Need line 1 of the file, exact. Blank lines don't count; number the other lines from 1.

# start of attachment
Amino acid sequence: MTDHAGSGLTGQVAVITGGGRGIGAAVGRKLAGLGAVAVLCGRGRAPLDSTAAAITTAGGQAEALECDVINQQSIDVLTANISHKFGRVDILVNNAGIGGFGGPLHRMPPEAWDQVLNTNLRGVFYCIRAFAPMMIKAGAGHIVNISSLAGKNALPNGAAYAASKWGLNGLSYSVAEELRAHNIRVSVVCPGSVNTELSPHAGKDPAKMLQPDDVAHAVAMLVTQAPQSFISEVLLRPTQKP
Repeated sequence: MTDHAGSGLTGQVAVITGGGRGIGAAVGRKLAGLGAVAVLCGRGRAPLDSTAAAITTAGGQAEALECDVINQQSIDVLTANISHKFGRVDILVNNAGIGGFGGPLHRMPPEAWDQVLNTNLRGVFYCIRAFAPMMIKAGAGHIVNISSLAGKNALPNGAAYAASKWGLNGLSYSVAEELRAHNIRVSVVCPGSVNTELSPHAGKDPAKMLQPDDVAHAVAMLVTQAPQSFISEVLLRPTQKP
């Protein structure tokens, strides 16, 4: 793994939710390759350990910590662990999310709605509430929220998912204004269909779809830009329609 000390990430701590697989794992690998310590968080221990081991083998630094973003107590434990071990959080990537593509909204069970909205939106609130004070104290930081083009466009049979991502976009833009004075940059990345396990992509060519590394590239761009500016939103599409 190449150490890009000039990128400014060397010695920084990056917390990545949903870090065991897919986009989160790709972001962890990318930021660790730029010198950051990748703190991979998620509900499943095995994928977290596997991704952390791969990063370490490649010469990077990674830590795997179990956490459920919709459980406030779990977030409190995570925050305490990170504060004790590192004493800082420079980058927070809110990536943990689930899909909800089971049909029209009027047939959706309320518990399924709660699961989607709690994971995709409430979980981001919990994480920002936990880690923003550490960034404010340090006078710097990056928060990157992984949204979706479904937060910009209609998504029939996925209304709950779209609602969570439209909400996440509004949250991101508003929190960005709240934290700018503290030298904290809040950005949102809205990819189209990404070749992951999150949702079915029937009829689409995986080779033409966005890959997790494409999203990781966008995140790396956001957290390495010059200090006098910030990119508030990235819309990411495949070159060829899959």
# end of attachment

Amino acid sequence: MTDHAGSGLTGQVAVITGGGRGIGAAVGRKLAGLGAVAVLCGRGRAPLDSTAAAITTAGGQAEALECDVINQQSIDVLTANISHKFGRVDILVNNAGIGGFGGPLHRMPPEAWDQVLNTNLRGVFYCIRAFAPMMIKAGAGHIVNISSLAGKNALPNGAAYAASKWGLNGLSYSVAEELRAHNIRVSVVCPGSVNTELSPHAGKDPAKMLQPDDVAHAVAMLVTQAPQSFISEVLLRPTQKP